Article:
The driver’s license issue was a nightmare. It took two visits to the Department of Motor Vehicles (DMV) and close to eight hours to order a new license. This task you can’t do online or at Triple A, and the DMV offices in Southern California are so overburdened with requests for the fed’s new REAL I.D. (an I.D. that lets you fly domestically) on top of the other typical and complex tasks and new paperwork requirements, that lines form around the block and it takes hours to complete the simplest things, such as taking a driver’s test. In my area, there is a two-month wait to get a DMV appointment, which cuts down on standing in the line-around-the-block but doesn’t cut down on the two- or three-hour lines inside the building. It is illegal to drive without a license, so I had no alternative to spending those wasted hours to get a new one ordered. Clearly, California DMVs are severely impacted and understaffed for serving the public’s needs.

On the day of the theft, the thief traveled quickly to a Ralph’s Supermarket in my city and tried to purchase $1514.85 in merchandise and/or gift cards. First, they used my business debit card. Bank of America automatically rejected it, presumably due to algorithms or tracking: The bank knows I would never spend that amount at a grocery store. Next, the thief tried my Mastercard. Then my American Express. I don’t know whether the person got away with the latter two or if the financial companies simply reversed the charges once I reported the loss.

In reaction, I visited the Ralph’s store manager and learned that, no, the check-out clerks don’t report an incident when a patron uses card after card after card, each being declined, for a purchase. Why not? If I had presented two cards and was turned down, and still presented a third, I would appreciate a store policy wherein the manager gets involved and even takes a report or at the very least compares the driver’s license to the person’s face. With identity theft so rampant, a store’s policy of non-intervention doesn’t work for me. It’s a failure of customer service.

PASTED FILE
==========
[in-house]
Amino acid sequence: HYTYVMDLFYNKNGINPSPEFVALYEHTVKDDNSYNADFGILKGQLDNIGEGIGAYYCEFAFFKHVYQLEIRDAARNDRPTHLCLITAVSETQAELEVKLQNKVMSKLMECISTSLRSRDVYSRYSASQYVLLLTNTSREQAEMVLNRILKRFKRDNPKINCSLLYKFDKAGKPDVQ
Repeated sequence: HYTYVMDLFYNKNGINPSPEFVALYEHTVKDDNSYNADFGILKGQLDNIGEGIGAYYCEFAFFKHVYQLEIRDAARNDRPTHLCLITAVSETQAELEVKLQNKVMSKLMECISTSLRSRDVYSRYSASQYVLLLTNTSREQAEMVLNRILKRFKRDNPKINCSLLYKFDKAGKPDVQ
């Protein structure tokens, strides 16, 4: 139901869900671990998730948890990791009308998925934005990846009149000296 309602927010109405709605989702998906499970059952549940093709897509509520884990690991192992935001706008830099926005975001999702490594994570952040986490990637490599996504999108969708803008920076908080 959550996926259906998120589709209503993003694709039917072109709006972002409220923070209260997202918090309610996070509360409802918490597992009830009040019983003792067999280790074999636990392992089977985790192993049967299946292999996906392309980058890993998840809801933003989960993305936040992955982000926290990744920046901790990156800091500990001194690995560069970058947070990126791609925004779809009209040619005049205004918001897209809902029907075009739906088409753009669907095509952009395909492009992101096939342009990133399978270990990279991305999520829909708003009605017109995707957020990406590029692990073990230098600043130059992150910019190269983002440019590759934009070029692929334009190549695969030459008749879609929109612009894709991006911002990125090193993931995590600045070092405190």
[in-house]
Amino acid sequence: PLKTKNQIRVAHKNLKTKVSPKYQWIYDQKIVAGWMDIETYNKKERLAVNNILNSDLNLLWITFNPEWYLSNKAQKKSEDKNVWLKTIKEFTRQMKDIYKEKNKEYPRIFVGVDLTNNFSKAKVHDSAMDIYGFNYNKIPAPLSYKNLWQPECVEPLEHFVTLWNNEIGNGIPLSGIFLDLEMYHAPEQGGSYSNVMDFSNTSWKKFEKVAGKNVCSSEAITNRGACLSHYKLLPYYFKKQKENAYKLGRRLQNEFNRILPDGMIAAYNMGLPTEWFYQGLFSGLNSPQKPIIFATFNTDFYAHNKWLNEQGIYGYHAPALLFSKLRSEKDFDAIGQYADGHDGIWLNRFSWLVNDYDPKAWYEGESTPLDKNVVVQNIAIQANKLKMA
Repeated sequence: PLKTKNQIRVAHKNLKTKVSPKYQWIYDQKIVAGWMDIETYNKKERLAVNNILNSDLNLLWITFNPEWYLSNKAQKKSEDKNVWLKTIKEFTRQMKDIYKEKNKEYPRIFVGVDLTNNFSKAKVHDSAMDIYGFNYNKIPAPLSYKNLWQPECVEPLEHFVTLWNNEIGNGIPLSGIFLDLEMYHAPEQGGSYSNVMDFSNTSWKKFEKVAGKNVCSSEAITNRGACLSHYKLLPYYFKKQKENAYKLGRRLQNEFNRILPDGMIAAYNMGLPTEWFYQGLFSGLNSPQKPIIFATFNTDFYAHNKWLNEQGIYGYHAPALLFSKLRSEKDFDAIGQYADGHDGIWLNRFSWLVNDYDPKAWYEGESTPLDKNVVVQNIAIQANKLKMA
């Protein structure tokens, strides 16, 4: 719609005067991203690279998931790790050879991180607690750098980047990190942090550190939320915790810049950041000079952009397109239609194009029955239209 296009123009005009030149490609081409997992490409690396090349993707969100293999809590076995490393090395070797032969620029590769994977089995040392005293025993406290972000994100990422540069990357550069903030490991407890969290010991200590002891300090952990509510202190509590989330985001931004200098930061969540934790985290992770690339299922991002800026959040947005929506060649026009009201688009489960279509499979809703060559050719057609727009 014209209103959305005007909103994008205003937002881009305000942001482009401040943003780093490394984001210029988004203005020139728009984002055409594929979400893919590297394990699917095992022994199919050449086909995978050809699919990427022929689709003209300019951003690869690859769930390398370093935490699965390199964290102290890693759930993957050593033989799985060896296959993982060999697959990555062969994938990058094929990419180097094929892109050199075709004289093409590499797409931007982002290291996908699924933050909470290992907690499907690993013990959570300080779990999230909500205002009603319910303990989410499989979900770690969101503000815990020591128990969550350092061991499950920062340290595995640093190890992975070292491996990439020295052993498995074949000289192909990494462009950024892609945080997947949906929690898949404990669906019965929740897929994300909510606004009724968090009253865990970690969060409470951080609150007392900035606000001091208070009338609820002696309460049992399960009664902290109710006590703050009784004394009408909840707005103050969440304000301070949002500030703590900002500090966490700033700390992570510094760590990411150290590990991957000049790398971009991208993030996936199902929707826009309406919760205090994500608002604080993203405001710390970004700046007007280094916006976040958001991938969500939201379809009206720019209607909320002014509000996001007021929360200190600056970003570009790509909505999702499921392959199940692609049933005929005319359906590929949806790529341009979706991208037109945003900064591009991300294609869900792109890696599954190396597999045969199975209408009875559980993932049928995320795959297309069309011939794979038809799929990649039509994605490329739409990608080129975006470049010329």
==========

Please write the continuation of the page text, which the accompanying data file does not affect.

Identity Theft is Rising

For the annual National Crime Victimization Survey (NCVS), the definition of identity theft includes three general types of incidents:

  • unauthorized use or attempted use of an existing account
  • unauthorized use or attempted use of personal information to open a new account
  • misuse of personal information for a fraudulent purpose.

I am a victim of the first type—as far as I know to date. I’m still contacting agencies, such as the credit bureaus. With my Social Security card and my credit cards and driver’s license, the thief could easily buy a car. Or maybe a house.

Here are a few statistics:  In 2004, “3.6 million U.S. households learned they were identity theft victims during a six-month period.” Ten years later, in 2014, 17.6 million U.S. residents experienced identity theft” (NCVS).

A number of times the bank has cancelled my debit or credit card “for unauthorized use” by unknown parties. This inconvenience now happens at least twice per year, especially on the debit card. So frustrating!

Contact Information for Victims

If identity theft happens to you because your purse or wallet is stolen, here are a few contacts that will help you get your life back*.

Credit Bureaus:

Equifax: 800-685-1111
Experian:  888-397-3742
Trans Union: 800-888-4213

Federal Trade Commission: 877- 438-4338    https://www.ftc.gov/contact Contact them to report a missing or stolen Social Security card, to learn how to reorder one, to get info to repair your credit, and to open an identity theft account for further protection.

Social Security Administration: 800-772-1213    https://www.ssa.gov/   to print the form to reorder a SS card and to find an office near you.

California DMV: www.dmv.ca.gov  Check here to make appointments, get instructions for obtaining a new driver’s license, and find DMV field offices. You’re going to need a lot of patience!

Passport Office: http://travel.state.gov/passport for fraud involving your passport.

US Secret Service: www.secretservice.gov if someone committed credit card fraud in your name.

California Attorney General’s Victim Services: 877-433-9069 or 800-952-5225 or 800-777-9229 for a variety of services including victim compensation, rights, and support.

Orange County Sheriff’s Dept. Crimes Main Line:  714-647-7486.   Always file a “police report.”